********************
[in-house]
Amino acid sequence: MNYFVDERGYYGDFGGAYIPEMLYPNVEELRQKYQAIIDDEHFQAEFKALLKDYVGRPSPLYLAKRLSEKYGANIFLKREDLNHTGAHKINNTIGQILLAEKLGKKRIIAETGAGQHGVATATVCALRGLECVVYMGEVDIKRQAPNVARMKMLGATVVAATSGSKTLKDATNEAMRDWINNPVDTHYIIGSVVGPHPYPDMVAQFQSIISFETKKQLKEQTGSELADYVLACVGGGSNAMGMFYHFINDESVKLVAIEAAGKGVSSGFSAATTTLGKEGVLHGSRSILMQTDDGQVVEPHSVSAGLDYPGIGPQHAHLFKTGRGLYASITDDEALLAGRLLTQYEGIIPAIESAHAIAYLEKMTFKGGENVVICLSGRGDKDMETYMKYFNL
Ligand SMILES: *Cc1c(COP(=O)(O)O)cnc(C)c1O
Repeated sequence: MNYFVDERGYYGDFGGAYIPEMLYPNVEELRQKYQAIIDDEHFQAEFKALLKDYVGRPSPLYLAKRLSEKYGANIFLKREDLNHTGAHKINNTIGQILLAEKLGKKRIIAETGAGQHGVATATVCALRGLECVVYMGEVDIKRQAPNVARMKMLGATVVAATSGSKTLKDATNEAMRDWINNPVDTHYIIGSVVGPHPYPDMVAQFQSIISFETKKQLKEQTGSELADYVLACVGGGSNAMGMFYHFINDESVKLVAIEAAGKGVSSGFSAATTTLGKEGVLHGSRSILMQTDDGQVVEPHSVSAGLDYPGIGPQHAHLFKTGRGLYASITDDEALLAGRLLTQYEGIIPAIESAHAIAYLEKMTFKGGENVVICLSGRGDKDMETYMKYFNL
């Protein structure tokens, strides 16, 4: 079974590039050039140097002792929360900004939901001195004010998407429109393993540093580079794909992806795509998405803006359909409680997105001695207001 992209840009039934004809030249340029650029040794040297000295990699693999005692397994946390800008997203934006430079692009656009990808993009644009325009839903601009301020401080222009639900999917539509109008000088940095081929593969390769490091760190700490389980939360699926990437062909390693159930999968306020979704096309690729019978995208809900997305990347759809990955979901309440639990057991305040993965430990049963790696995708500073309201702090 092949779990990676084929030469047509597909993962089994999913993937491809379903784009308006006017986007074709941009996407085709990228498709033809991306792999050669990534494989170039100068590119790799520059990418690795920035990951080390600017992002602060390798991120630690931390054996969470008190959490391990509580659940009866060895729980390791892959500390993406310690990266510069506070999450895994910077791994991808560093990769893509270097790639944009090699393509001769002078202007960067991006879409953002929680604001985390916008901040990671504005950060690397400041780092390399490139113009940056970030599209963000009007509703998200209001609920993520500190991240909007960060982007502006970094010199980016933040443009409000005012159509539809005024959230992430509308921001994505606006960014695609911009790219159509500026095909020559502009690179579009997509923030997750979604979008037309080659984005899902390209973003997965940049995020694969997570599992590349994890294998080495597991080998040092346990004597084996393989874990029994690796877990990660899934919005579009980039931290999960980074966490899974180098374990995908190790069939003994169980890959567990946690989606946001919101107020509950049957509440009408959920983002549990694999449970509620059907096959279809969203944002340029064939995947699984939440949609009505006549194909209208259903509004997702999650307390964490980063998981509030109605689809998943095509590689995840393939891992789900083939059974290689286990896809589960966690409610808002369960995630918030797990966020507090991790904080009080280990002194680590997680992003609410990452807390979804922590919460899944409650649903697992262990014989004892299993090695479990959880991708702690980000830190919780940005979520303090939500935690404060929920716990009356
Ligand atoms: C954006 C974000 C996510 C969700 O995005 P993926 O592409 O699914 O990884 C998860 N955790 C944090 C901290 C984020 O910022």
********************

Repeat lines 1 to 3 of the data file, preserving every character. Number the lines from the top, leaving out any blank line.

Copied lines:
[in-house]
Amino acid sequence: MNYFVDERGYYGDFGGAYIPEMLYPNVEELRQKYQAIIDDEHFQAEFKALLKDYVGRPSPLYLAKRLSEKYGANIFLKREDLNHTGAHKINNTIGQILLAEKLGKKRIIAETGAGQHGVATATVCALRGLECVVYMGEVDIKRQAPNVARMKMLGATVVAATSGSKTLKDATNEAMRDWINNPVDTHYIIGSVVGPHPYPDMVAQFQSIISFETKKQLKEQTGSELADYVLACVGGGSNAMGMFYHFINDESVKLVAIEAAGKGVSSGFSAATTTLGKEGVLHGSRSILMQTDDGQVVEPHSVSAGLDYPGIGPQHAHLFKTGRGLYASITDDEALLAGRLLTQYEGIIPAIESAHAIAYLEKMTFKGGENVVICLSGRGDKDMETYMKYFNL
Ligand SMILES: *Cc1c(COP(=O)(O)O)cnc(C)c1O